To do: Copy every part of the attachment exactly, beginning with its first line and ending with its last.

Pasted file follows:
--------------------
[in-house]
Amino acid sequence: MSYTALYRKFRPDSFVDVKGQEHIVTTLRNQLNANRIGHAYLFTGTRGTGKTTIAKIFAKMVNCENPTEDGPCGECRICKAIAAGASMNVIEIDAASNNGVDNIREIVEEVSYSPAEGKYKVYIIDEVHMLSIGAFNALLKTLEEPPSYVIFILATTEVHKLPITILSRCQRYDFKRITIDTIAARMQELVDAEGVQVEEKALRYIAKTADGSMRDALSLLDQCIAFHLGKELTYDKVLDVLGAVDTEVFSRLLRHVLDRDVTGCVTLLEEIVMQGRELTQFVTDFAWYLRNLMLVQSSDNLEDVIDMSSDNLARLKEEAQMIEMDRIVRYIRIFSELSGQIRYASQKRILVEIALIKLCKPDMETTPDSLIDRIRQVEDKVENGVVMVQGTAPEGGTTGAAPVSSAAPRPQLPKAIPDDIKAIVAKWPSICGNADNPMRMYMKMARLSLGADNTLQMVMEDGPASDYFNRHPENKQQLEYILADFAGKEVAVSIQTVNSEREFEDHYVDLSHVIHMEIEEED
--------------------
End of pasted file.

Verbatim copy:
[in-house]
Amino acid sequence: MSYTALYRKFRPDSFVDVKGQEHIVTTLRNQLNANRIGHAYLFTGTRGTGKTTIAKIFAKMVNCENPTEDGPCGECRICKAIAAGASMNVIEIDAASNNGVDNIREIVEEVSYSPAEGKYKVYIIDEVHMLSIGAFNALLKTLEEPPSYVIFILATTEVHKLPITILSRCQRYDFKRITIDTIAARMQELVDAEGVQVEEKALRYIAKTADGSMRDALSLLDQCIAFHLGKELTYDKVLDVLGAVDTEVFSRLLRHVLDRDVTGCVTLLEEIVMQGRELTQFVTDFAWYLRNLMLVQSSDNLEDVIDMSSDNLARLKEEAQMIEMDRIVRYIRIFSELSGQIRYASQKRILVEIALIKLCKPDMETTPDSLIDRIRQVEDKVENGVVMVQGTAPEGGTTGAAPVSSAAPRPQLPKAIPDDIKAIVAKWPSICGNADNPMRMYMKMARLSLGADNTLQMVMEDGPASDYFNRHPENKQQLEYILADFAGKEVAVSIQTVNSEREFEDHYVDLSHVIHMEIEEED